Disease activity was assessed by a rheumatologist through a count of swollen and tender joints, perceived general health and blood tests to measure inflammation. Cardiovascular fitness and immune functions were assessed using a variety of clinical and laboratory tests, as well as standardized questionnaires. At the end of the 10 weeks, the following outcomes were observed:

  • RA disease activity reduced by 38%, with a significant decrease in swollen joints, erythrocyte sedimentation rate (ESR) and improved self-perceived health. An ESR blood test measures the rate at which red blood cells settle in the period of one hour, revealing inflammatory activity in the body. 
  • Improved immune functions suggesting a reduced infection risk and inflammatory potential 
  • Cardiorespitory fitness increased by 9%
  • Resting blood pressure and heart rate both reduced 

 There is a substantial amount of research on exercise and rheumatoid arthritis, but few studies have reported the actual lowering of disease activity scores. As stated by the researchers, this study suggests that,

“High intensity interval walking could be an efficient, tolerable, and highly effective intervention to augment disease activity and improve overall health in patients with RA.”

There are certain limitations to the study such as the small sample size and no control group, but the findings will hopefully encourage more research in the area. In addition, these findings add to a growing body of research on the benefits of exercise for people with arthritis. To learn more about the study, click here.


To learn more about physical activity and arthritis visit the following pages:

JointHealth™ insight – February 2019

Mental Health and arthritis: a complex relationship

In the latest issue of JointHealth™ insight, Arthritis Consumer Experts (ACE) reports on the important relationship between mental health and arthritis. People with inflammatory arthritis are more likely to experience mental health conditions such as depression, anxiety, and “brain fog” than the general population.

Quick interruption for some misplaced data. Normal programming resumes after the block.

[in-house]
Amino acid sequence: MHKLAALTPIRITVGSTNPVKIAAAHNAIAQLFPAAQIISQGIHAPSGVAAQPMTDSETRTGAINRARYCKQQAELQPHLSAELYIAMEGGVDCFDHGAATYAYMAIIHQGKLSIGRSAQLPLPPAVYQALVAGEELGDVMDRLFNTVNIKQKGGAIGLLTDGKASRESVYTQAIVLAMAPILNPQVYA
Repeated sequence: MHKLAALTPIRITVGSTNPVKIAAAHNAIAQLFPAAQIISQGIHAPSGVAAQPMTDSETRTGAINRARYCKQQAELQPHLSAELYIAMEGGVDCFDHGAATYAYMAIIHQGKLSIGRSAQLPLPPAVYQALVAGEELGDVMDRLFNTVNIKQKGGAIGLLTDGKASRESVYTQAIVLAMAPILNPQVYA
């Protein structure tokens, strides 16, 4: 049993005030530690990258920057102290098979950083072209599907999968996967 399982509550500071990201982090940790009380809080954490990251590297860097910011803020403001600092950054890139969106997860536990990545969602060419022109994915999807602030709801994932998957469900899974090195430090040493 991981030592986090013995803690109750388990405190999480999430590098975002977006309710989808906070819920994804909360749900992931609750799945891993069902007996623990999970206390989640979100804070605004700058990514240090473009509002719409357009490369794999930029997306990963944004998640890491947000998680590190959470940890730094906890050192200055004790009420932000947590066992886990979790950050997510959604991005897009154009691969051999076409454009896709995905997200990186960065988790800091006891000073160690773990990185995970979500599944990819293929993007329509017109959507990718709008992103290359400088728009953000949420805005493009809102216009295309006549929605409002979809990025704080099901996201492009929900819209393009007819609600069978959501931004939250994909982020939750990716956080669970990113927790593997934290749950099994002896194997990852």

This issue of JointHealth™ insight will cover the following:

  • Relationships between depression, “brain fog” and inflammatory arthritis
  • Burden of depression
  • Recognizing and managing depression and anxiety
  • Prevent depression and anxiety
  • Love, sex, and arthritis*

*Please be advised that the content in this section contain graphics of “joint friendly” positions during sex and may not be appropriate for you or others in your household. The graphics are excerpted from the book, “Rheumatoid Arthritis: Plan to Win”, by Cheryl Koehn, Dr. John Esdaile and Taysha Palmer published by Oxford University Press, 2002.

Continue reading

Call for patient input on baricitinib (Olumiant®) for moderate to severe rheumatoid arthritis 

stick man with megaphone for patient inputDo you have moderate to severe rheumatoid arthritis? We need your valuable input.

The Common Drug Review (CDR) is currently welcoming patients and their caregivers to provide input to patient organizations on the manufacturer’s submission for baricitinib (Olumiant®) for moderate to severe rheumatoid arthritis.